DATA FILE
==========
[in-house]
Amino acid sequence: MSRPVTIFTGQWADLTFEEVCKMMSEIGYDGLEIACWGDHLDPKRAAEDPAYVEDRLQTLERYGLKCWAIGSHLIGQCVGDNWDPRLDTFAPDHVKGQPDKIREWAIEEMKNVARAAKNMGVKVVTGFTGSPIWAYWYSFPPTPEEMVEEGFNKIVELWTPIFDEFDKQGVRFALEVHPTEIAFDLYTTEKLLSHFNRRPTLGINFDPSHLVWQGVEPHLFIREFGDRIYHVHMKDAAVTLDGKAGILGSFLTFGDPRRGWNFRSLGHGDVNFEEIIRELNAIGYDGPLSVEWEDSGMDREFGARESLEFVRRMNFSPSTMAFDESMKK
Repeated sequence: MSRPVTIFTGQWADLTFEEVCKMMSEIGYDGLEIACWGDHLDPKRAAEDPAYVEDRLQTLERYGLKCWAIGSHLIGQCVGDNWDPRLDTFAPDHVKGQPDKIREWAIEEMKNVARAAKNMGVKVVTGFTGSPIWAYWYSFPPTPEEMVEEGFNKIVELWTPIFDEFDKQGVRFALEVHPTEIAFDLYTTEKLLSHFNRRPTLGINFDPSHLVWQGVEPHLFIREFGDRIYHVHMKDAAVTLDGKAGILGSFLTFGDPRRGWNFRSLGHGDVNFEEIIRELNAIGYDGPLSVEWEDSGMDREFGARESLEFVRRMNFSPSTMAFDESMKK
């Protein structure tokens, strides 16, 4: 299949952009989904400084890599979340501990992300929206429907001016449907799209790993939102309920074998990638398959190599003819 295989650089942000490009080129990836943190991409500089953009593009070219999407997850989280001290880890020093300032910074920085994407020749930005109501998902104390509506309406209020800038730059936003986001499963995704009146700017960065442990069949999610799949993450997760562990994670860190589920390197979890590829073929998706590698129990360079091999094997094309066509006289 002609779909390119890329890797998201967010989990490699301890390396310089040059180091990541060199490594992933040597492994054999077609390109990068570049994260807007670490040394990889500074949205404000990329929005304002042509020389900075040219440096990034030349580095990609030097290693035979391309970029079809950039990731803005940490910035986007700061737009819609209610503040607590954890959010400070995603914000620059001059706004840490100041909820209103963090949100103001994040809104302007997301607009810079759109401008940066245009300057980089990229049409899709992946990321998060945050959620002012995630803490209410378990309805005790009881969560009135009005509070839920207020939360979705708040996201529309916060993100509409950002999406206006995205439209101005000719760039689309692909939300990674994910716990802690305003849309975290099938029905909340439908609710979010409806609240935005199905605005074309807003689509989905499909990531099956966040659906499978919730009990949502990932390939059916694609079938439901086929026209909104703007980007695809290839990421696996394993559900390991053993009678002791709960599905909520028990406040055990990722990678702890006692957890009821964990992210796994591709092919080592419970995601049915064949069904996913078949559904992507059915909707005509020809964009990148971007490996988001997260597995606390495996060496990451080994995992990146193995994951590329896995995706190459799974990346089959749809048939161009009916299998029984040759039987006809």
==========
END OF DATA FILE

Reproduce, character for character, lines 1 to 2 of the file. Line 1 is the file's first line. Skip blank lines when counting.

[in-house]
Amino acid sequence: MSRPVTIFTGQWADLTFEEVCKMMSEIGYDGLEIACWGDHLDPKRAAEDPAYVEDRLQTLERYGLKCWAIGSHLIGQCVGDNWDPRLDTFAPDHVKGQPDKIREWAIEEMKNVARAAKNMGVKVVTGFTGSPIWAYWYSFPPTPEEMVEEGFNKIVELWTPIFDEFDKQGVRFALEVHPTEIAFDLYTTEKLLSHFNRRPTLGINFDPSHLVWQGVEPHLFIREFGDRIYHVHMKDAAVTLDGKAGILGSFLTFGDPRRGWNFRSLGHGDVNFEEIIRELNAIGYDGPLSVEWEDSGMDREFGARESLEFVRRMNFSPSTMAFDESMKK